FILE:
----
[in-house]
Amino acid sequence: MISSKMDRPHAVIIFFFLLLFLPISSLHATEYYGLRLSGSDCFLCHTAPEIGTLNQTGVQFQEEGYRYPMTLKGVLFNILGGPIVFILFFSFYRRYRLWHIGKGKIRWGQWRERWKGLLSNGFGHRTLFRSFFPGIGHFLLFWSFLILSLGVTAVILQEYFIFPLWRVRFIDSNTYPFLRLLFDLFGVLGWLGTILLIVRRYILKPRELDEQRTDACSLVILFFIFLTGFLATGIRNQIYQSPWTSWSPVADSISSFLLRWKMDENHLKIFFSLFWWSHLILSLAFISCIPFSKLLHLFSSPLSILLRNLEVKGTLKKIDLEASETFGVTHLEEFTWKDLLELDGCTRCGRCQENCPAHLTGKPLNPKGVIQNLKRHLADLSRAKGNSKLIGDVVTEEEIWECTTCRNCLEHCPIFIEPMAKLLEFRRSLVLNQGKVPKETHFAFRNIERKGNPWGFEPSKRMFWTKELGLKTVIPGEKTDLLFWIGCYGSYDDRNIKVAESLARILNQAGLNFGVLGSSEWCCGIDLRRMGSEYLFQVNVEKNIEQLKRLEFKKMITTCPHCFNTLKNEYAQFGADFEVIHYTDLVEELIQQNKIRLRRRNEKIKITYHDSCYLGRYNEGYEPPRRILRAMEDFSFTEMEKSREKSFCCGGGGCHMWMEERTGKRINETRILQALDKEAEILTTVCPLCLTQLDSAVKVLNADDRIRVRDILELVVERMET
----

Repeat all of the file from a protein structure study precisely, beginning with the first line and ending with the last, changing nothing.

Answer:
[in-house]
Amino acid sequence: MISSKMDRPHAVIIFFFLLLFLPISSLHATEYYGLRLSGSDCFLCHTAPEIGTLNQTGVQFQEEGYRYPMTLKGVLFNILGGPIVFILFFSFYRRYRLWHIGKGKIRWGQWRERWKGLLSNGFGHRTLFRSFFPGIGHFLLFWSFLILSLGVTAVILQEYFIFPLWRVRFIDSNTYPFLRLLFDLFGVLGWLGTILLIVRRYILKPRELDEQRTDACSLVILFFIFLTGFLATGIRNQIYQSPWTSWSPVADSISSFLLRWKMDENHLKIFFSLFWWSHLILSLAFISCIPFSKLLHLFSSPLSILLRNLEVKGTLKKIDLEASETFGVTHLEEFTWKDLLELDGCTRCGRCQENCPAHLTGKPLNPKGVIQNLKRHLADLSRAKGNSKLIGDVVTEEEIWECTTCRNCLEHCPIFIEPMAKLLEFRRSLVLNQGKVPKETHFAFRNIERKGNPWGFEPSKRMFWTKELGLKTVIPGEKTDLLFWIGCYGSYDDRNIKVAESLARILNQAGLNFGVLGSSEWCCGIDLRRMGSEYLFQVNVEKNIEQLKRLEFKKMITTCPHCFNTLKNEYAQFGADFEVIHYTDLVEELIQQNKIRLRRRNEKIKITYHDSCYLGRYNEGYEPPRRILRAMEDFSFTEMEKSREKSFCCGGGGCHMWMEERTGKRINETRILQALDKEAEILTTVCPLCLTQLDSAVKVLNADDRIRVRDILELVVERMET